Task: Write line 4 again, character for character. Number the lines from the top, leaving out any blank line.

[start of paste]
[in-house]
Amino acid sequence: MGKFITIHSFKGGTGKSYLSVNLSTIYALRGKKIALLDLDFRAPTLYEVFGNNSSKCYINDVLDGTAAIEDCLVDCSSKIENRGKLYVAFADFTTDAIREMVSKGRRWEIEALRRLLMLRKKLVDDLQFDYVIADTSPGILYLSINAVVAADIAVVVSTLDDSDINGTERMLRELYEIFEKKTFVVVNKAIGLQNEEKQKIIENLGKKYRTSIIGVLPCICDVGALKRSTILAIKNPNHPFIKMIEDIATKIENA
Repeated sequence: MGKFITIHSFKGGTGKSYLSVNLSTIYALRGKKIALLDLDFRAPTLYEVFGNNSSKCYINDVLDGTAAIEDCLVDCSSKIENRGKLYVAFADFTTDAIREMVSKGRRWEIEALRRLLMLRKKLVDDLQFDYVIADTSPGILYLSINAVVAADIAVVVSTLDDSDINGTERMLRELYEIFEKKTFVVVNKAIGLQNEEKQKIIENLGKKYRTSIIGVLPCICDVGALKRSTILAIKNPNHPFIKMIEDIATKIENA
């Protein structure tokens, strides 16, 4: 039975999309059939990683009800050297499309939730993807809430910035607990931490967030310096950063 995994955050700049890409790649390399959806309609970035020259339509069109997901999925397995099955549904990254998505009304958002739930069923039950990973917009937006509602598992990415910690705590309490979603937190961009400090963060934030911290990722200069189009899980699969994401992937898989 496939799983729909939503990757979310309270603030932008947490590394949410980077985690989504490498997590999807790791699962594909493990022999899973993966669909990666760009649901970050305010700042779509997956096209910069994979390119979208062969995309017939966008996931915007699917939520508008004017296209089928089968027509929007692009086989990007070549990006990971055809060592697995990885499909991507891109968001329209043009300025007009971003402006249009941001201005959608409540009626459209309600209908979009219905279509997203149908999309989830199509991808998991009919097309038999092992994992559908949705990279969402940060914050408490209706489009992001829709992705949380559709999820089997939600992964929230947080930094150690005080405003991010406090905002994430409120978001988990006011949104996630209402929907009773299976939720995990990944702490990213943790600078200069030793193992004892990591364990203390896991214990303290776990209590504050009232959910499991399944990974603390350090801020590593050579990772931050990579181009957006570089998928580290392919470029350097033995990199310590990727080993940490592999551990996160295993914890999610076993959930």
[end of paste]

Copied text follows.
């Protein structure tokens, strides 16, 4: 039975999309059939990683009800050297499309939730993807809430910035607990931490967030310096950063 995994955050700049890409790649390399959806309609970035020259339509069109997901999925397995099955549904990254998505009304958002739930069923039950990973917009937006509602598992990415910690705590309490979603937190961009400090963060934030911290990722200069189009899980699969994401992937898989 496939799983729909939503990757979310309270603030932008947490590394949410980077985690989504490498997590999807790791699962594909493990022999899973993966669909990666760009649901970050305010700042779509997956096209910069994979390119979208062969995309017939966008996931915007699917939520508008004017296209089928089968027509929007692009086989990007070549990006990971055809060592697995990885499909991507891109968001329209043009300025007009971003402006249009941001201005959608409540009626459209309600209908979009219905279509997203149908999309989830199509991808998991009919097309038999092992994992559908949705990279969402940060914050408490209706489009992001829709992705949380559709999820089997939600992964929230947080930094150690005080405003991010406090905002994430409120978001988990006011949104996630209402929907009773299976939720995990990944702490990213943790600078200069030793193992004892990591364990203390896991214990303290776990209590504050009232959910499991399944990974603390350090801020590593050579990772931050990579181009957006570089998928580290392919470029350097033995990199310590990727080993940490592999551990996160295993914890999610076993959930």